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RH Donating Member (1000+ posts) Send PM | Profile | Ignore Tue Aug-31-04 02:27 PM
Response to Reply #10
13. the perspectives in the image aren't extreme but
it is not so much a question perspective. It is a question of the angle of the view.

A few B767-200 links to illustrate the point:

http://www10.plala.or.jp/skynature/05-03%20B762NH.html

http://homepage1.nifty.com/islander/shimoji02.html

http://www5a.biglobe.ne.jp/~airroute/shi/004.html
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LARED Donating Member (1000+ posts) Send PM | Profile | Ignore Tue Aug-31-04 02:48 PM
Response to Reply #13
14. Thanks for this great image


This is an excellent image to show what people believe are the "pods."

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Bolo Boffin Donating Member (1000+ posts) Send PM | Profile | Ignore Tue Aug-31-04 02:58 PM
Response to Reply #14
15. Hey, this same angle is in Fahrenheit 9/11!
I distinctly remember seeing a shot where an airplane sails over the camera, revealing the underside. It's about a third of the way through, I believe, and the wing mounts are just as prominent as in this picture.

One more reason to recommend F 9/11...
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demodewd Donating Member (1000+ posts) Send PM | Profile | Ignore Tue Aug-31-04 04:53 PM
Response to Reply #14
18. correction
What you believe to be pod(s). The actual pod(singular) is located on the one side of the plane with an obvious piping extention fore and aft. Your "pods" are one too many,dwarfed in circumferance and have no piping extentions.
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Bolo Boffin Donating Member (1000+ posts) Send PM | Profile | Ignore Tue Aug-31-04 05:11 PM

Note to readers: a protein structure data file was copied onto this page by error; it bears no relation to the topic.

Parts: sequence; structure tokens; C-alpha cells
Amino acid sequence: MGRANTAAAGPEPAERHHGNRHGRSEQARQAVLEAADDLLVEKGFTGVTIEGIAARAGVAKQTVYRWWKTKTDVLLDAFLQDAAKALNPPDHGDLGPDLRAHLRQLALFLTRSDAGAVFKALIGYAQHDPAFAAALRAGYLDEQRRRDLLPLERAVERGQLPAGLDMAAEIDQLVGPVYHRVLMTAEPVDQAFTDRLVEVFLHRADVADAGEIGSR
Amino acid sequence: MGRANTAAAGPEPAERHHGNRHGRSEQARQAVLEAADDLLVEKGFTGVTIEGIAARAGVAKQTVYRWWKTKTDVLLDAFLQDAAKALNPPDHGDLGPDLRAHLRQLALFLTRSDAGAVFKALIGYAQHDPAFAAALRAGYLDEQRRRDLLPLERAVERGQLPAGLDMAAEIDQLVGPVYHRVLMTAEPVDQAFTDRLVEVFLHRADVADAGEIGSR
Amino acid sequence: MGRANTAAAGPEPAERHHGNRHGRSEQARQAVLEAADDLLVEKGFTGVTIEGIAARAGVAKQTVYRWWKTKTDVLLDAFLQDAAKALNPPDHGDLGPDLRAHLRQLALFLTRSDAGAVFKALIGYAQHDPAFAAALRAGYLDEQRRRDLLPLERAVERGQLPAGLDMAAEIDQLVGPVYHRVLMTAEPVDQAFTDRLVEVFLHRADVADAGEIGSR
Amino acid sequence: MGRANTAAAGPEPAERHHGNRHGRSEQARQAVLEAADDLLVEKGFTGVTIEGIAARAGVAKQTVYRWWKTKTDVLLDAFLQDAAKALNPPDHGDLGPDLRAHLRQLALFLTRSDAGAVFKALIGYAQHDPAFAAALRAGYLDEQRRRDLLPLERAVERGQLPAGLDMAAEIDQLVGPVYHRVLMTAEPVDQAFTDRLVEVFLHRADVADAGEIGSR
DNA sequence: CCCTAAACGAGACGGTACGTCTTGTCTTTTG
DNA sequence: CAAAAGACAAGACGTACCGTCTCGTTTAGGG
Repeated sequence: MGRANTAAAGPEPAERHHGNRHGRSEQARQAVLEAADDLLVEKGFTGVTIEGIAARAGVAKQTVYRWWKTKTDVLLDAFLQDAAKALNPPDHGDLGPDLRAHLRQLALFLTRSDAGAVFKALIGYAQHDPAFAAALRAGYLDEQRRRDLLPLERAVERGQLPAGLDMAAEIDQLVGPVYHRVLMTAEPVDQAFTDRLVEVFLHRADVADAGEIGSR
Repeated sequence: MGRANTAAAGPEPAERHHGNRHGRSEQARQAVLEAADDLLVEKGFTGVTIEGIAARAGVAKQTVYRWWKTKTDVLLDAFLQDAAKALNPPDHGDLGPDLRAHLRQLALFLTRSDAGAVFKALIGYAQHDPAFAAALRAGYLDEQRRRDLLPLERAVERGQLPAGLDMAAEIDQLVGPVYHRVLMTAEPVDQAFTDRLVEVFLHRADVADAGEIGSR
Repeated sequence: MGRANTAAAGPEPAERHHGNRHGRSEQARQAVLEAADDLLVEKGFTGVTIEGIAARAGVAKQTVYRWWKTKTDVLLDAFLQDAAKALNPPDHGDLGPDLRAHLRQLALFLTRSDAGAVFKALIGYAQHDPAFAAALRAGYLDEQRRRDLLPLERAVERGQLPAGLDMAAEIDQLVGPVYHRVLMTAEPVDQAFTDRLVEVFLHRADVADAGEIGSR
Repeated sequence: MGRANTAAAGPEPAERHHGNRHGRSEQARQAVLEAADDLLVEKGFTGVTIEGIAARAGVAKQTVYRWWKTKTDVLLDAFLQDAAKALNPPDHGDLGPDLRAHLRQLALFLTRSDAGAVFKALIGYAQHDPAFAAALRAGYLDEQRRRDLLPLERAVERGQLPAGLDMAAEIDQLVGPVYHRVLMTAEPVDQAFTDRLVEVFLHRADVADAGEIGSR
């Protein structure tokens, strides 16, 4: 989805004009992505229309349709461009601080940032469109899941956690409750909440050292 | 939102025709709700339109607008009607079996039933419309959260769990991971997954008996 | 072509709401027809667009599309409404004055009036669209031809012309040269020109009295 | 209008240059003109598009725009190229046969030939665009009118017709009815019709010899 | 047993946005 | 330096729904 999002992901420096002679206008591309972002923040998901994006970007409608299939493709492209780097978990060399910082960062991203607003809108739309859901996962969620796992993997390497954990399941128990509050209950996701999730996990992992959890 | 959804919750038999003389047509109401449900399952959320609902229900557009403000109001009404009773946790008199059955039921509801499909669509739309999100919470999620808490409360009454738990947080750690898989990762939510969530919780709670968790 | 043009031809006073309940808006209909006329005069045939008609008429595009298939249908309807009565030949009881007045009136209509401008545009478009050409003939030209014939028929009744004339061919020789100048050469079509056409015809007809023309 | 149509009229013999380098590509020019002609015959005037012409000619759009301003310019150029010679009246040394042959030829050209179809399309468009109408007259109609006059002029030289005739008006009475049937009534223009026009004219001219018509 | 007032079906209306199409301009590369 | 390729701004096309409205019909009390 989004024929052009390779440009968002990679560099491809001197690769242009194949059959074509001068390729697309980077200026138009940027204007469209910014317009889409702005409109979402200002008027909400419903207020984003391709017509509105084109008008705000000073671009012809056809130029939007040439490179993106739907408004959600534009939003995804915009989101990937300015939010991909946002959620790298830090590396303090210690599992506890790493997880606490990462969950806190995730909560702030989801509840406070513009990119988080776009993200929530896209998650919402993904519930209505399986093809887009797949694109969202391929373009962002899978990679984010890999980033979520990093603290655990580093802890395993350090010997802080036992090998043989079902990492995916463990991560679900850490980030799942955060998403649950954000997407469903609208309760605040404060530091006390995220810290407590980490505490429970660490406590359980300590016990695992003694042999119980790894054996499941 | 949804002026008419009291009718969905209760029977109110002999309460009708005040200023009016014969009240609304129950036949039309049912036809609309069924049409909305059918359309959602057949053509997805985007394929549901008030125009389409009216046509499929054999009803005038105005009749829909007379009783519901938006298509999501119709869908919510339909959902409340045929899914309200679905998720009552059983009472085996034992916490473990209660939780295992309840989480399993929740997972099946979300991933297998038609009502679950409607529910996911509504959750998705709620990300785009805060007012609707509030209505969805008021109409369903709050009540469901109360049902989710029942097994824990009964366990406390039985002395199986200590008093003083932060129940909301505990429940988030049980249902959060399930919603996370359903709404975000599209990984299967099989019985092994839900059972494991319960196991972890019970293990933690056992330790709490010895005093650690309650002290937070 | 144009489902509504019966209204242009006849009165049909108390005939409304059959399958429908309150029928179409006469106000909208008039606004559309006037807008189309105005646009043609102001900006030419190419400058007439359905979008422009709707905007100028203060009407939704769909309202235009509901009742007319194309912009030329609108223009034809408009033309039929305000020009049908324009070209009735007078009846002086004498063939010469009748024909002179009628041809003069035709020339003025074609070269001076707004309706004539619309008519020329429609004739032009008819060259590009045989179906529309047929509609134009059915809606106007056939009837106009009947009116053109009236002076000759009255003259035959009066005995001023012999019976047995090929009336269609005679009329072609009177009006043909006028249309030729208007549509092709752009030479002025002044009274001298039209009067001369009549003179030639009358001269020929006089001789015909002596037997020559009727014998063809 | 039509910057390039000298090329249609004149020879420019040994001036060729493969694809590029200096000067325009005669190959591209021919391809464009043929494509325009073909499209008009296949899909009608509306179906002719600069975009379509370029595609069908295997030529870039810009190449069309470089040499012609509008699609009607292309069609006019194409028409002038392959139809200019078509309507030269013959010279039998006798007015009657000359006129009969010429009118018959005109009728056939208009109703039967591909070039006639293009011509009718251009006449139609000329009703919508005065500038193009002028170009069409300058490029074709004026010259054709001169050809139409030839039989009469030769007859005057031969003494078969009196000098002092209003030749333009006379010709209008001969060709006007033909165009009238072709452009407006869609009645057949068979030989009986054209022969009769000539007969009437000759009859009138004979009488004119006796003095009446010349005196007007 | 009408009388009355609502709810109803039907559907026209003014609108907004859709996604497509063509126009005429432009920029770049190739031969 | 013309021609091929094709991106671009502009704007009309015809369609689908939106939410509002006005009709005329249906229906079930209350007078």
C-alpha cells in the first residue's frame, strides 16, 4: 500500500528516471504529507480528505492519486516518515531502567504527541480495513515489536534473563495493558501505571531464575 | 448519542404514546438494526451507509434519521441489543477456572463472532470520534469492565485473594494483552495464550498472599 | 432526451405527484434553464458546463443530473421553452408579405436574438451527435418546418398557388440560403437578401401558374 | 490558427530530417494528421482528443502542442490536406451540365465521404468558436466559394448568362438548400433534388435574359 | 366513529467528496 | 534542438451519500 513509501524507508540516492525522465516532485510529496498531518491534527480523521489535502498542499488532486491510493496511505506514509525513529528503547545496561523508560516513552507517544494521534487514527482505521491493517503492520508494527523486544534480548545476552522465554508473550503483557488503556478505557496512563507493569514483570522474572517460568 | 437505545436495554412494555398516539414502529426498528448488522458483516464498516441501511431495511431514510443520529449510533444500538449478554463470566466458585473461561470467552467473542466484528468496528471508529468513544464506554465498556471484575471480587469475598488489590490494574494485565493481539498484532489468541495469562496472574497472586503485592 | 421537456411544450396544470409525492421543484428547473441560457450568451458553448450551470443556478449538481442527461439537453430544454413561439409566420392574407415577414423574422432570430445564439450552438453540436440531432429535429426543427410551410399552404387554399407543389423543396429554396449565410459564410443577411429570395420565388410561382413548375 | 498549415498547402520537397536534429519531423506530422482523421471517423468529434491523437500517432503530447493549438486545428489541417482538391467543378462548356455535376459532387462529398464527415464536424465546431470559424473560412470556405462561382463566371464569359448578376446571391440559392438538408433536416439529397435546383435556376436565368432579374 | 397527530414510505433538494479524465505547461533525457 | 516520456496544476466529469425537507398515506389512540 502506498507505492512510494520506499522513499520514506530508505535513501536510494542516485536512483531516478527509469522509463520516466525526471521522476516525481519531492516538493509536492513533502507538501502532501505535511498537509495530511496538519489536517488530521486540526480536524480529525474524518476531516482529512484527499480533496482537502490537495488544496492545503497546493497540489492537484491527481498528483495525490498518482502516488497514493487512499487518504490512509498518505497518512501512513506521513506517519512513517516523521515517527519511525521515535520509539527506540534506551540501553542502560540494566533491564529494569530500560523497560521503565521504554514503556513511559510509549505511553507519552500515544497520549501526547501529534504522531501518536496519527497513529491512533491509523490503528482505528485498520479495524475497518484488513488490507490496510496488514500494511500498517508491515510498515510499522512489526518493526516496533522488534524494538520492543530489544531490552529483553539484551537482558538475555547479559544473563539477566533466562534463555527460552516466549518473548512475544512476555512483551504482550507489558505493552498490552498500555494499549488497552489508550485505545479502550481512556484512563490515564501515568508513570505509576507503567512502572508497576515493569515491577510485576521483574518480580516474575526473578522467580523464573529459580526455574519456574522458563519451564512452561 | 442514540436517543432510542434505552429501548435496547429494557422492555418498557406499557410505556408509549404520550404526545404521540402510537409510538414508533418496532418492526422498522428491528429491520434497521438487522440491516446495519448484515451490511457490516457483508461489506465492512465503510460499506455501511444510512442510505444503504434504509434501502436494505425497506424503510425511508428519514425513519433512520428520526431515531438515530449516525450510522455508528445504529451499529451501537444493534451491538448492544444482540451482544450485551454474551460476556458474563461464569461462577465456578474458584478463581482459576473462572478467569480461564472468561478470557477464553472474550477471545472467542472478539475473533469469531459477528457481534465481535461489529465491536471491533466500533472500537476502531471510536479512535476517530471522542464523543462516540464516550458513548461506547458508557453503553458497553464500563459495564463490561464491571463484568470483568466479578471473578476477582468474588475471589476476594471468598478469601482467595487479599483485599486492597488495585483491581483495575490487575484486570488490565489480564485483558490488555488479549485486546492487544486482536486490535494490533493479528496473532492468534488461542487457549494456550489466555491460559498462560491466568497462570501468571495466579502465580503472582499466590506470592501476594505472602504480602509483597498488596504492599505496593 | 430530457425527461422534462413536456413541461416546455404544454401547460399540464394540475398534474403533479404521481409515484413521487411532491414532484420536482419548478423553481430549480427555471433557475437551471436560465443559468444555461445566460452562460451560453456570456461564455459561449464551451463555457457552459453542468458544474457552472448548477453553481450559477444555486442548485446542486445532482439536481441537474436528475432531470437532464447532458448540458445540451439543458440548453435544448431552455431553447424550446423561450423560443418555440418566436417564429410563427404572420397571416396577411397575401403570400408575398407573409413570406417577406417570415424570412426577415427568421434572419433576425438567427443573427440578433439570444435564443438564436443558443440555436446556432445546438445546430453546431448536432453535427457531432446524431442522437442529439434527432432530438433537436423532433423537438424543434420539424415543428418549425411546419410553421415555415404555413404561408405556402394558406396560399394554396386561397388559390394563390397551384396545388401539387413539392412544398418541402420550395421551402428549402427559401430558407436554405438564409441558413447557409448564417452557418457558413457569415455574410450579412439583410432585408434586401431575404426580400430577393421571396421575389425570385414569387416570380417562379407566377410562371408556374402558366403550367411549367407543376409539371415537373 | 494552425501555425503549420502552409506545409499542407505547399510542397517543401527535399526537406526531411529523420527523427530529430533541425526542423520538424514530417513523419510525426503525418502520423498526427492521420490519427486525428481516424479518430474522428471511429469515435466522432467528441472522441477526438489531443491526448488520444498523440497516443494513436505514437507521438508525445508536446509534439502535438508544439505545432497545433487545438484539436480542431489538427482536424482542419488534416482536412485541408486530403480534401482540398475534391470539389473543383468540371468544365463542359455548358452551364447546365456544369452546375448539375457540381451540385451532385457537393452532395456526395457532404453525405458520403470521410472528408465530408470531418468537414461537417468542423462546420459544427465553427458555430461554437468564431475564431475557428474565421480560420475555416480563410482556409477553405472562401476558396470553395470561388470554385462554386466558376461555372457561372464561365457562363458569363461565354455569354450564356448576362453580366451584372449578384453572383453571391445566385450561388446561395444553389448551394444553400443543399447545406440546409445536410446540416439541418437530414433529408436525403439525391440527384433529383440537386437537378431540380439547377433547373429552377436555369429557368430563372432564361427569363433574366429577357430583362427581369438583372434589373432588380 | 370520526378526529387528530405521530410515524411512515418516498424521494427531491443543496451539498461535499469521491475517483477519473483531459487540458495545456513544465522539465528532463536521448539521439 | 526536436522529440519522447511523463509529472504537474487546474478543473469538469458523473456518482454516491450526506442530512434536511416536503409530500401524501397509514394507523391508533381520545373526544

Response to Reply #18
19. Pod nonsense
I'm reprinting a recent post from another thread...

90.And how about the impossible aerodynamics that would result?

We're taking it for granted that the plane could take off without landing gear (because the pod is obviously in the way of any landing gear).

Would it really be possible to fly any aircraft that fast (590 mph) with such an incredibly large bump on one side of the underbelly?

Maybe at slower speeds, but I can't imagine any plane staying airborne with the drag induced by such a large obstruction to airflow. The weight of the pod would have to be counterbalanced with a second pod on the other side - but no one claims there are two pods. If it could stay in the air, any banking manuever would tear the plane apart at those speeds.

More reasons why the pod is not plausible. What we're left with is an digital artifact due to video compression of a shadow, which doesn't even appear in the NIST photos, a pod out of a pixel. Give me a break...


The pod isn't plausible. The pod isn't possible. The pod isn't there.
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demodewd Donating Member (1000+ posts) Send PM | Profile | Ignore Tue Aug-31-04 08:13 PM
Response to Reply #19
20. NIST photo is invalid nonsense
It's not a digital artifact bolo,it's on all video copies of of all the major networks.There are innumerable references to the original photos shot that day. What? Did all the networks tamper with their photos prior to publication? haha. Of course they didn't. Your NIST no-pod picture is but a large shadow and therefore does is no way refute the obvious. Your NIST photo is as presented by you misinformation.You continually refer back to it because it's all you got..and it is invalid.Nothing could possibly be discerned from that photograph. The fact that the plane was traveling at 590 is enough to dismiss the idea that it was a commercial airliner.
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Bolo Boffin Donating Member (1000+ posts) Send PM | Profile | Ignore Tue Aug-31-04 08:53 PM
Response to Reply #20
21. You didn't deal with anything I posted.
I'll take that as a concession that you can't, and you consider the aerodynamic argument valid.
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demodewd Donating Member (1000+ posts) Send PM | Profile | Ignore Wed Sep-01-04 10:50 PM
Response to Reply #21
29. bullpoopy
The pod is there and the flash is there PRIOR to the plane entering the building. The plane that waas used was a military tanker version of a 767. I concede nothing.
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Bolo Boffin Donating Member (1000+ posts) Send PM | Profile | Ignore Thu Sep-02-04 03:42 PM
Response to Reply #29
33. You STILL didn't deal with anything I posted.
Edited on Thu Sep-02-04 03:43 PM by boloboffin
How can the plane fly with the pod? How can the plane not be torn apart at those speed when trying to manuever with that pod attached?

Deal with what we say. Simply ignoring the argument isn't real discussion.